- May 8, 2002
- Reaction score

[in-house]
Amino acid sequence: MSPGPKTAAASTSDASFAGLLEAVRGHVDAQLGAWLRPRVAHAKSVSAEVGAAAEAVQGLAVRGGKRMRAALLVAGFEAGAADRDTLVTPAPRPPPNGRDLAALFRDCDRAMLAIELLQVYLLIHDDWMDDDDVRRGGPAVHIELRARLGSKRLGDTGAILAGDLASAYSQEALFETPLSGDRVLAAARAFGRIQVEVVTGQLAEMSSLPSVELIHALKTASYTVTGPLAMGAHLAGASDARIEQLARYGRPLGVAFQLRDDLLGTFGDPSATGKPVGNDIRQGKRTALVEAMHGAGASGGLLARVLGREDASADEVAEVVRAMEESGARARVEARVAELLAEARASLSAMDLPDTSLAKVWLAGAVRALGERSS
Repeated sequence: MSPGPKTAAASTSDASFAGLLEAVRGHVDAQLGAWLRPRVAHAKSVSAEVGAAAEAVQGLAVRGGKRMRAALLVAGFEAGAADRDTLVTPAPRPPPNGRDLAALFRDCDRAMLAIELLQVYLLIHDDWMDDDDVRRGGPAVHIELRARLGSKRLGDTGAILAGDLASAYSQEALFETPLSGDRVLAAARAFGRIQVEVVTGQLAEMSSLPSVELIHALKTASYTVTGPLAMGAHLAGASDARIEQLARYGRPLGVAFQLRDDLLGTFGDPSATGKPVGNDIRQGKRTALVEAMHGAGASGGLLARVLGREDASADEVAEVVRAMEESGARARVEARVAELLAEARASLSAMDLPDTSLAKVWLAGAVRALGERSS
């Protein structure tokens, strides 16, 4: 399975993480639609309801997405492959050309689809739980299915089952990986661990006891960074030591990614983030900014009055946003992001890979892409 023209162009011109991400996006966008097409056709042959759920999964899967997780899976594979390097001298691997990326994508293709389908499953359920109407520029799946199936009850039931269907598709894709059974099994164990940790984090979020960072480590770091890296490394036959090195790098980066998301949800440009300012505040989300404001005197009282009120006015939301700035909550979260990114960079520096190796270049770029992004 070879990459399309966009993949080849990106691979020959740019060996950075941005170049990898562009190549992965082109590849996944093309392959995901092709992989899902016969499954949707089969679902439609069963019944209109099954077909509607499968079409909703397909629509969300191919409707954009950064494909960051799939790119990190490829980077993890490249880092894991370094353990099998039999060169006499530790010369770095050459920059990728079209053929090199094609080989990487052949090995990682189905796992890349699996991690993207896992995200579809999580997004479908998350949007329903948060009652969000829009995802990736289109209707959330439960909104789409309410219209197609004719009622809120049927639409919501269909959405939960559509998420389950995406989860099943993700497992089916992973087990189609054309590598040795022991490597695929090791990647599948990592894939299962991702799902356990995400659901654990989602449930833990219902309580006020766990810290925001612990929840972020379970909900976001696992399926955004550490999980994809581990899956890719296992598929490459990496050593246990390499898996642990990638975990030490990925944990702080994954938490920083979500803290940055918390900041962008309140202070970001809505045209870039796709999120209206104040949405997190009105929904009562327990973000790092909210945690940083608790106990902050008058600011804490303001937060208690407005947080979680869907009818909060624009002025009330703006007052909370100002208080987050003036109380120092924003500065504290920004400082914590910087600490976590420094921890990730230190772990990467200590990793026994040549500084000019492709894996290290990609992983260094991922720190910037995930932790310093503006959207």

The Serb was an afterthought when he was drafted in 2014. Since then he has helped evolve a position that some thought was becoming obsolete Nikola Jokic’s ability to score, pass and rebound is a huge asset for the Denver Nuggets. Photograph: Isaiah J Downing/USA Today Sports Earlier this week the Denver Nuggets visited the Milwaukee Bucks for a dog-day NBA clash that few could have predicted would leave fans panting. On one side there was reigning league MVP Giannis Antetokounmpo, aka the Greek Freak; on the other, a supremely talented Serbian named Nikola Jokić. But in today’s NBA, Jokic, a center who still plays with his back to the basket, is the real freak. In the era of positionless basketball, Jokić doesn’t just stand his ground; he holds the line for the generations of big men who preceded him. While Antetokounmpo picked-and-rolled his way to a respectable 27 points and eight rebounds, it was Jokić who ultimately grabbed headlines with his 37-point, 10-rebound, 11-assist night. It was the ninth triple-double for Jokic this season and the 50th of his career. The only center who has more is Wilt Chamberlain, not the easiest numbers-to-numbers comparison these days – especially not in the decades since big men have drifted farther and farther from the paint as the NBA has evolved from a bruising battle into a run-and-gun game. Jokić, though, is a delightful combination of old and new school. He can do the traditional tough stuff like blocking shots and grabbing contested rebounds but also drain a three or even rifle a pass behind a defender’s head. Surely, somewhere the great Arvydas Sabonis – still one of the sweetest bigs I have ever seen – is smiling. Jokić is finishing the business he started, after all. Averaging an eye-popping 27.3 points, 11.0 rebounds and 8.6 assists through Thursday, Jokić has been the triggerman for a Nuggets offense that has been top five in the NBA for much of the season and best-in-show in the eight games through the Milwaukee contest. More to the point: unlike his teammate Jamal Murray, who cooled down from his supernova streak in last season’s bubble, Jokić has stayed plenty hot enough to keep Denver in the playoff hunt. So it figures that when the NBA All-Star game tips off on Sunday, Jokić, the league’s leader in efficiency, will make his third career appearance – this time as a starter for Team LeBron. You figure a guy like Jokić must have been hard to miss as a kid, and he was in a sense. Growing up in Serbia, Jokić was less pick-and-roll than roly-poly, a 300lbs teen who downed three liters of Coca-Cola per day and dabbled in soccer and volleyball before falling into a basketball career in European leagues and dazzling as a passer. And though his lack of muscle definition and athleticism turned off NBA talent evaluators, who dismissed Jokić as a “soft Serbian” in the mold of Darko Miličić, Jokić nonetheless played well enough to earn a lucrative offer from FC Barcelona. But just before sealing the deal he played one of his worst-ever games, and the offer was snatched off the table. That opened the door for the Nuggets to take him 41st overall in 2014 in what might be one of the most slept-on draft picks ever. There was no bear-hugging the commissioner on stage or boisterous reaction shot with the family at home. There was just his name on a sports ticker during a Taco Bell commercial. Jokic himself had to be woken up by his older brother when the news broke, which should provide some sense of the laid-back personality we’re dealing with. Beat reporters didn’t even realize they were mispronouncing his name until Orlando’s Nikola Vučević pointed it out before his first All-Star appearance in 2019. “I just don’t care,” Jokić told a bewildered media gaggle, “because I don’t wanna, like, fix you guys.” Nor does he seem to mind sharing a nickname, Joker, with another of Serbia’s sporting heroes, Novak Djokovic. Jokić has posted MVP-caliber numbers through the season’s halfway point. In Denver, Jokić was slotted behind the big Bosnian Jusuf Nurkić. Before long a fast-mounting pile of triple-doubles from Jokić shoved Nurkić out of the way and on to Portland. Still it wasn’t until the Nuggets’ heart-stopping run to the 2020 Western Conference finals that Jokić truly made the jump from big kid to Big Effin’ Deal. Ever since Jokić hasn’t just proven that bubble season was no fluke; this year he’s made a lane for himself in the MVP race. That his biggest competition right now is a fellow center, Philadelphia’s Joel Embiid, must warm the hearts of Sabonis and Patrick Ewing. Joel Embiid and Nikola Jokić have ushered in a new era for centers. Photograph: David Zalubowski/AP A year ago that generation of NBA centers was dreading the extinction of the traditional center. Jokić, though, isn’t just proof of life. He’s exactly the player Sabonis or Ewing might’ve rounded into if they didn’t have to reckon with man defenses and hand-checking, if they weren’t honor-bound to smash any of the mice that came scrambling into the paint – if they had come along 30 years later, really. Even more impressive: Unlike Embiid – who is in the midst of a career season, too – Jokic somehow managed to unlock all this potential without having to suffer any embarrassing public lectures from his elders. That’s a testament to the instruction he received from his older brothers, his European coaches and the Nuggets staff. Not only is Nuggets head coach Mike Malone the son of Brendan Malone, a legendary NBA assistant who made his name molding the bruisers on the Bad Boy Pistons, but also Mike broke into the league as a deputy under Jeff Van Gundy on the fin-de-siècle Knicks – one of the most stubbornly half-court NBA squads there ever was. Which is to say when a 6ft 11in Serbian trundled onto his court in Denver, Malone knew exactly what to do with him. Jokić’s Wilt Chamberlain imitation in Milwaukee, the coach said afterward, “just speaks to his greatness. The guy doesn’t get tired. When he was out of the game, he was in the huddles. He’s on the bench imploring his teammates to rebound and play defense and move the ball. When your best player is doing that, it really sends a message.” That’s not to say Jokić doesn’t have his flaws, and the fact that he isn’t a fearsome defensive presence in the paint can hold Denver back. Heading into the All-Star break the Nuggets are once again treading just above the postseason Mendoza line. If Jokić is going to persuade voters to look past LeBron James or James Harden and make him – not Embiid – the league’s first MVP center since Shaq snatched the prize in 2000, it’ll be by lifting the Nuggets into the western elite. The good news for him is there’s still plenty of time to reel in the Utah Jazz. Any way you slice it, Jokić holds all the cards. Because he came into the league with virtually no expectations, all he can do is amaze. The idea that, in fewer than six seasons, he could go from EuroLeague reject to a throwaway draft pick to the NBA’s center of attention, well, what else can you call this Joker but wild.